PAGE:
In the night from 15 to 16 September at the central balcony of the National Palace in Mexico City, where the official residence of the head of state, there is a president of the republic with tricolor ribbon over his shoulder and hits the old bell that hung in the church once a small town of Dolores (now Dolores Hidalgo ). After that, turning to a festive crowd of thousands filling the vast Plaza de la Constitucion, he loudly exclaimed: "Long live independence! Viva Mexico! ". At the same time the state soared up up green-white-red flag.
If the Indian population of central Mexico for 1519 was about 25 million, and estimated Henry Dobins, the number of Indian population reached at least 30 million, their numbers to 1548 - is 6.4 million, and by the end of the 60 - ies of the XVI century. - about 2.6 million, and in the early XVII century. just over one million.
This day the Mexican Congress in 1824 decided to declare a national holiday. Beginning next year, the celebration was conducted on a national scale.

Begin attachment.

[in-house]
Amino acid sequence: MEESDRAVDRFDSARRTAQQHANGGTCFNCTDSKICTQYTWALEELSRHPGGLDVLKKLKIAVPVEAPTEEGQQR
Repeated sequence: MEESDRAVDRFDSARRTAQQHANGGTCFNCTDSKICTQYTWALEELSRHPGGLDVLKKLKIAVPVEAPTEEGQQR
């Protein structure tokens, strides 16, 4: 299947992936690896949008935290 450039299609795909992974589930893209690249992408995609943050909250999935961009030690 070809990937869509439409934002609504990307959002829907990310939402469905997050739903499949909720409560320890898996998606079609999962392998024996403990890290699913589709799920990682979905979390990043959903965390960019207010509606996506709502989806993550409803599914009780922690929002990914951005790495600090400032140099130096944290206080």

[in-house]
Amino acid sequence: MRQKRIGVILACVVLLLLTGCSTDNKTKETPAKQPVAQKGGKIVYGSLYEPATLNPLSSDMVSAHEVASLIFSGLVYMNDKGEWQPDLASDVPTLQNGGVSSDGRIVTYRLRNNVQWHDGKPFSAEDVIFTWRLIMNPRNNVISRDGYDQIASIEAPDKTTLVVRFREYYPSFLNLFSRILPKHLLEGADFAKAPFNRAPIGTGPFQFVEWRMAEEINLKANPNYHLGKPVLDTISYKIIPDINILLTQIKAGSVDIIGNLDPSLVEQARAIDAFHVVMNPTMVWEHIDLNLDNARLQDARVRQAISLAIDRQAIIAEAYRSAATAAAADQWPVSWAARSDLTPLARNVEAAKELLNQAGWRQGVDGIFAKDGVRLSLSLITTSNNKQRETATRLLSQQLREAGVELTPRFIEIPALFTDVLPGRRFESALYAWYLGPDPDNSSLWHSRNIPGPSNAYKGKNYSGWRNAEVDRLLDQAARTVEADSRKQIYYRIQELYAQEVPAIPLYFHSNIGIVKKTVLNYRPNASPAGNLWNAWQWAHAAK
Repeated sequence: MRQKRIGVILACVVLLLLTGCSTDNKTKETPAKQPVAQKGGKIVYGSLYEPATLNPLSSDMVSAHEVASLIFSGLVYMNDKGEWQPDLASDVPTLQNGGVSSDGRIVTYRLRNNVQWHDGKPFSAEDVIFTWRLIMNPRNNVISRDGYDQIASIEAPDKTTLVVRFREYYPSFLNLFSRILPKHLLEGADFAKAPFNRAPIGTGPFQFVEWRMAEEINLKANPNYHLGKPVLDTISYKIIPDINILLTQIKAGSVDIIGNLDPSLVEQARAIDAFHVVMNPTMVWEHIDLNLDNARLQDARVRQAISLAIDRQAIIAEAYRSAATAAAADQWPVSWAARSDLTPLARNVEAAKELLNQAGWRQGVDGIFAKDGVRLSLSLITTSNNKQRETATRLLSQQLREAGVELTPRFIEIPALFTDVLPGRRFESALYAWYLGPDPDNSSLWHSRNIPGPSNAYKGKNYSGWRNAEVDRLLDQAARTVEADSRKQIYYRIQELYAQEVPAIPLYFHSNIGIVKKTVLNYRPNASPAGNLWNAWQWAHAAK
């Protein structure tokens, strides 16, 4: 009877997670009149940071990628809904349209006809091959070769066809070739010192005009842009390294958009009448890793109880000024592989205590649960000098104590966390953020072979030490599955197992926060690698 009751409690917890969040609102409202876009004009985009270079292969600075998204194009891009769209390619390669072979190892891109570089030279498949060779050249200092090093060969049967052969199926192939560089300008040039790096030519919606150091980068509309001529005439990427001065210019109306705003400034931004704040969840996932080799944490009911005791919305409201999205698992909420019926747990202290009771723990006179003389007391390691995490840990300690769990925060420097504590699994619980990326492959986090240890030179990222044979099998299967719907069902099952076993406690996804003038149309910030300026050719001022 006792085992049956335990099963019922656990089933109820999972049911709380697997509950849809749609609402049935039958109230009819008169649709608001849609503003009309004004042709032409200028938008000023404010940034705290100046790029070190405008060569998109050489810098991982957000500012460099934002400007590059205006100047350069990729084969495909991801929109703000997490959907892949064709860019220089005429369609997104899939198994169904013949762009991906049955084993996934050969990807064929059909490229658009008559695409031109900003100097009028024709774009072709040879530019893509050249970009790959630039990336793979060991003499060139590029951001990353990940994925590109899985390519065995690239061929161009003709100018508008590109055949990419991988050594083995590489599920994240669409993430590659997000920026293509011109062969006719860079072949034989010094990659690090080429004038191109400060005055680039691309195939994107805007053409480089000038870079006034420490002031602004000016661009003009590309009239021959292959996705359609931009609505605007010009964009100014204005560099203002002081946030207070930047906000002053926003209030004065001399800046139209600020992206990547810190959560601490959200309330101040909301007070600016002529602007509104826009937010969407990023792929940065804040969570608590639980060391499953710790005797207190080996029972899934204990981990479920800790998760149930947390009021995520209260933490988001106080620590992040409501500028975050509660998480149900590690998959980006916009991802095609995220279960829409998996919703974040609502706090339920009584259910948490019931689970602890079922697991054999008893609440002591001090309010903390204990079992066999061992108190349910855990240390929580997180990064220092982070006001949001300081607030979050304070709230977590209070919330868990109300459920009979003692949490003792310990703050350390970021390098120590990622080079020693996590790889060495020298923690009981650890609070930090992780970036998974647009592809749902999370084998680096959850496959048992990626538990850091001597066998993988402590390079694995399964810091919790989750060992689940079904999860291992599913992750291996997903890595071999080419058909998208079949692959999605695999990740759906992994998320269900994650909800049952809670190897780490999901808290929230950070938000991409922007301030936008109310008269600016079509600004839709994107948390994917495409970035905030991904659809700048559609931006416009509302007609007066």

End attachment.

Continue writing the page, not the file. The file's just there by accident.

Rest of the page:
The first president of Mexico, which took a direct personal participation in the celebrations (and thus began a tradition continued to the present time), was the eminent statesman Benito Juarez, who led in 1862 - 1867. armed struggle against the French invaders. In the last years of the last century, the government ordered the bell to move from Dolores to the capital. And then finally there was the ceremony described above.
Repeated annually according to established tradition, it symbolizes the event, the anniversary of which celebrate the Mexicans for more than a half century.
The cradle of the ancient Mayan culture, the Aztecs, Toltecs , Zapotec, Tarascan - Mexico in the XVI century. was conquered by the Spanish conquistadors, violently interrupted the original development of the Indian peoples.
Barbarously destroying civilization developed there, European invaders seized the land, plundered, enslaved or exterminated the indigenous inhabitants were brutally suppress any attempt at resistance. Mass deaths of Indians, overwork on plantations and mines, systematic malnutrition, frequent epidemics of plague, smallpox, typhus and other diseases listed in Europe, Africa and Asia, the sharp decline in fertility and increase in infant mortality rates have led to a drastic reduction in the number of Aboriginal people.